There were also rumours of punishments being issued if able-bodied men of certain parts of the Islands did not enlist. This began to leave a sour taste in the mouths of the Rarotongans. The recruitment drive was pushed to the outlying Cook Islands. More than half of the soldiers that saw active service were recruited from the outer islands of Mauke, Aitutake, Manihiki, Atiu, Puka Puka, the Society Islands and the Tuamotu Group. Across all of the Cook Islands there were 500 in total, 5.8 percent of the population at the time.

The Rarotongans served with great distinction in the Middle East war zone. They gained a reputation for their well-disciplined behaviour. There were several incidents when British soldiers had deliberately ill-treated a Polynesian soldier, but who were then defended by an NCO of the New Zealand Expeditionary Force.

It appears that British soldiers, judging by the colour, do not realise the status of these Rarotongans. The majority of these boys have been College bred… In New Zealand they are treated as white people are. They would naturally resent being shoved to one side, and told, 'Get out you black bugger!'" - Colonel C. E. R. Mackesy

They became renowned for their work ethic, setting new standards of speed and stamina, and the soldiers took huge pride in any job assigned to them. At the first landing of El Arish, "thirty islanders did the work of 170 British soldiers." They were admired for their physical strength and endurance manning ammunition depots. It was here in the depots that Sergeant George Karika earned the Distinguished Conduct Medal for leading his Rarotongan Platoon, to fearlessly load 8 inch, 300lb howitzer shells alongside British gunners.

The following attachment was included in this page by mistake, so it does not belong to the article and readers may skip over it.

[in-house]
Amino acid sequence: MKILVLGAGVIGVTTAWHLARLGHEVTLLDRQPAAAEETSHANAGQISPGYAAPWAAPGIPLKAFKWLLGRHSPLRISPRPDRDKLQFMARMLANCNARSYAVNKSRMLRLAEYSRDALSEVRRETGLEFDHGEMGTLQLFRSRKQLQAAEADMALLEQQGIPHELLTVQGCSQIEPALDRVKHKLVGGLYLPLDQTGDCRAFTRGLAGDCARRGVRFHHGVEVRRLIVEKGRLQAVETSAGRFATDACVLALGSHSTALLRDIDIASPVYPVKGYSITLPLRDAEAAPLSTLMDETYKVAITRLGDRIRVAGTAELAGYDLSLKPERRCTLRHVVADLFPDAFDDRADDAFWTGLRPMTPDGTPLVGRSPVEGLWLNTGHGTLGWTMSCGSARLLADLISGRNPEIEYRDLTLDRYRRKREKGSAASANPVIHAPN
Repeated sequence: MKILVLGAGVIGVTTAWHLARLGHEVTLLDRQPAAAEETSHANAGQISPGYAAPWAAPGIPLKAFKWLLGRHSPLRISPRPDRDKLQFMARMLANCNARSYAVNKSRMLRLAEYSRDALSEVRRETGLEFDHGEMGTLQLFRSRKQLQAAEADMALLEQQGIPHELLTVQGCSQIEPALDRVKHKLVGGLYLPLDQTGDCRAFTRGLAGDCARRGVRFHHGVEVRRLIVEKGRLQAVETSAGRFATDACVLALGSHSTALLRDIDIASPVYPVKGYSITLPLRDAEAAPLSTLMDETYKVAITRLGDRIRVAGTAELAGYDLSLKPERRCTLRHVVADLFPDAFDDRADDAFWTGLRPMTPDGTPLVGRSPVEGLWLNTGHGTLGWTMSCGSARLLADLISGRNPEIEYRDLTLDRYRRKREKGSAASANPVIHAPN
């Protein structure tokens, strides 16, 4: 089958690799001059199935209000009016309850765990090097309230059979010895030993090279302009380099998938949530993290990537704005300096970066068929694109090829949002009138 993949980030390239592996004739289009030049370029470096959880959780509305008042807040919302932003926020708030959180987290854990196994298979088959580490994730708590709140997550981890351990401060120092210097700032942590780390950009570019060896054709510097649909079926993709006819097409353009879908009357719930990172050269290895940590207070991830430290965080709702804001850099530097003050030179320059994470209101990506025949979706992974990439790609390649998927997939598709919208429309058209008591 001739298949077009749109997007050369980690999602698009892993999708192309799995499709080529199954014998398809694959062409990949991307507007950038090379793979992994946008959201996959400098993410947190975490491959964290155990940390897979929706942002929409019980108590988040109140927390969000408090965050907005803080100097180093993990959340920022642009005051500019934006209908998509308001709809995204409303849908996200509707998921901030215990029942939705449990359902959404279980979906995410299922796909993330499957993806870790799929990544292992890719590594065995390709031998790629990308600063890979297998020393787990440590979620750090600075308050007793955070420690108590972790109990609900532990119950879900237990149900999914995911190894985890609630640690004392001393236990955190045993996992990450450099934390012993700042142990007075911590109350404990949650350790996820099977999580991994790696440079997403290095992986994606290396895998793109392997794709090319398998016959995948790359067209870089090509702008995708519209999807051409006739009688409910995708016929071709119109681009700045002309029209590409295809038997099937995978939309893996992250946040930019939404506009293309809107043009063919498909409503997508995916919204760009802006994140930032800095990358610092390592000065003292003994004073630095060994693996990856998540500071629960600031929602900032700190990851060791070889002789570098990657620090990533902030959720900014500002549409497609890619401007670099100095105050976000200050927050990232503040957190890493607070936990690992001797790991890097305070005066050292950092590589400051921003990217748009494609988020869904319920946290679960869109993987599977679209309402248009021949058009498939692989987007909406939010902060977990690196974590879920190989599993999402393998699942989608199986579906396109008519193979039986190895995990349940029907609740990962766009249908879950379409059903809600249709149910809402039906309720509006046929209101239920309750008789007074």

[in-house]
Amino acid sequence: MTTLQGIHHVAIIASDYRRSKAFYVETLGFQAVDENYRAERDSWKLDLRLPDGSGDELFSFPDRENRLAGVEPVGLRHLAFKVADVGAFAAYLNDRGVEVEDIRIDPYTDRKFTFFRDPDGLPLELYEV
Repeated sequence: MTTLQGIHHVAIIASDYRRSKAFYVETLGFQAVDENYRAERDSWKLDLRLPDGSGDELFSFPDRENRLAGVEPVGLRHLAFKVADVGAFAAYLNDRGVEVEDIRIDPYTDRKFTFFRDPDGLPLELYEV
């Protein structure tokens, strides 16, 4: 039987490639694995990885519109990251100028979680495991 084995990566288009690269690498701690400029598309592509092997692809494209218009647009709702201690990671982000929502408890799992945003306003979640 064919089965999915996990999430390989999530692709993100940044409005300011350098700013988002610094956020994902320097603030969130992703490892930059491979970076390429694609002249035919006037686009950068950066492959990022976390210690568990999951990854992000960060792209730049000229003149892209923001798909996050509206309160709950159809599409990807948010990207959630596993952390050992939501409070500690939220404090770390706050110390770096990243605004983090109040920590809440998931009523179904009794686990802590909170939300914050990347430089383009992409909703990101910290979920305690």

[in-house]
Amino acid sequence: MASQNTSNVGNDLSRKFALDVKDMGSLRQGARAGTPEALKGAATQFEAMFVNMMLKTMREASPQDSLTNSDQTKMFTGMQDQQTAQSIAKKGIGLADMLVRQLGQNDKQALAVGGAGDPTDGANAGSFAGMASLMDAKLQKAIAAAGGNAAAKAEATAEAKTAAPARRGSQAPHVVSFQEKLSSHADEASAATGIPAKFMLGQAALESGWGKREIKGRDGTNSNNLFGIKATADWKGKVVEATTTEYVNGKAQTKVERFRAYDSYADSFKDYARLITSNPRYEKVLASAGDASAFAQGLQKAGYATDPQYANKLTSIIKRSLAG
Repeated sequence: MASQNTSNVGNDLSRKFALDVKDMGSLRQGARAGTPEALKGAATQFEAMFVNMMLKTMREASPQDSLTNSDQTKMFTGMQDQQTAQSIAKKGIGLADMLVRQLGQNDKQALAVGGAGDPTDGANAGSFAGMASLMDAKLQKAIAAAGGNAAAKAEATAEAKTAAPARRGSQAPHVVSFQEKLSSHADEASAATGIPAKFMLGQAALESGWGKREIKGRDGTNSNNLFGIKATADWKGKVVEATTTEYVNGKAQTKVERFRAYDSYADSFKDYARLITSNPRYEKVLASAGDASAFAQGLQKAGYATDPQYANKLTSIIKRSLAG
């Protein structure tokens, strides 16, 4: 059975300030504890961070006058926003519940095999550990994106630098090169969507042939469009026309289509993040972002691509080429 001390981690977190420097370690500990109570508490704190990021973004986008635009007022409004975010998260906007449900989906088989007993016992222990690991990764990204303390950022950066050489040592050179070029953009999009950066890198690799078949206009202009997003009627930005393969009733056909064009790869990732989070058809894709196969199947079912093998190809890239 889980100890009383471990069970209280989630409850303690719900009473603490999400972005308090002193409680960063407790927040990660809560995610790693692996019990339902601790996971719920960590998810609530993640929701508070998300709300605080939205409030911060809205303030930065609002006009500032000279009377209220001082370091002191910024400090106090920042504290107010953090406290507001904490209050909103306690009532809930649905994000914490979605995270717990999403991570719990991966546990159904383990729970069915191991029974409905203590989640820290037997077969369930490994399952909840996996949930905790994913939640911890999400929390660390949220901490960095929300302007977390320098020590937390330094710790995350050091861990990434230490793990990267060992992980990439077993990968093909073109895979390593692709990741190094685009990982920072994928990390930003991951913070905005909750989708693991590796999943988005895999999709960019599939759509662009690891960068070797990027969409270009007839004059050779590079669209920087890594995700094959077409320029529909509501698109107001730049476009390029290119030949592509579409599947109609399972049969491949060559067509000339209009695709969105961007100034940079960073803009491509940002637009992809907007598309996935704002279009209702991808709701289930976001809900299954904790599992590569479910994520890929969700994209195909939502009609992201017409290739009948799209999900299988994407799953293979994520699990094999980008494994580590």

It is not known how many Rarotongan lives were lost overall. During a Parliamentary questioning on the Rarotongan and Niuean loss of life during the war, Sir Maui reported, "they must have lost upwards of 150 by the war." There were no further details given and no further questioning.

Rarotongan soldiers were quarantined on Somes Island in New Zealand after the Talune ship had carried the Spanish Influenza to the Pacific Islands, and the great Rarotongan war hero George Karika was mistakenly listed as being Tongan.

Despite their war efforts being largely forgotten by New Zealand for a long time, and a lack of true figures of death as a result of war-related illness, the Rarotongan participation in the war was proof that they could forge an independent identity abroad. The soldiers returned home and pushed for better equality in terms of pay and employment, and highlighted the ill-treatment of their people by missionaries, New Zealand administrators, and the Seamen Unions. The returned soldiers became pivotal in the restoration of justice and equality for all of their people.

Jan-Hai Te Ratana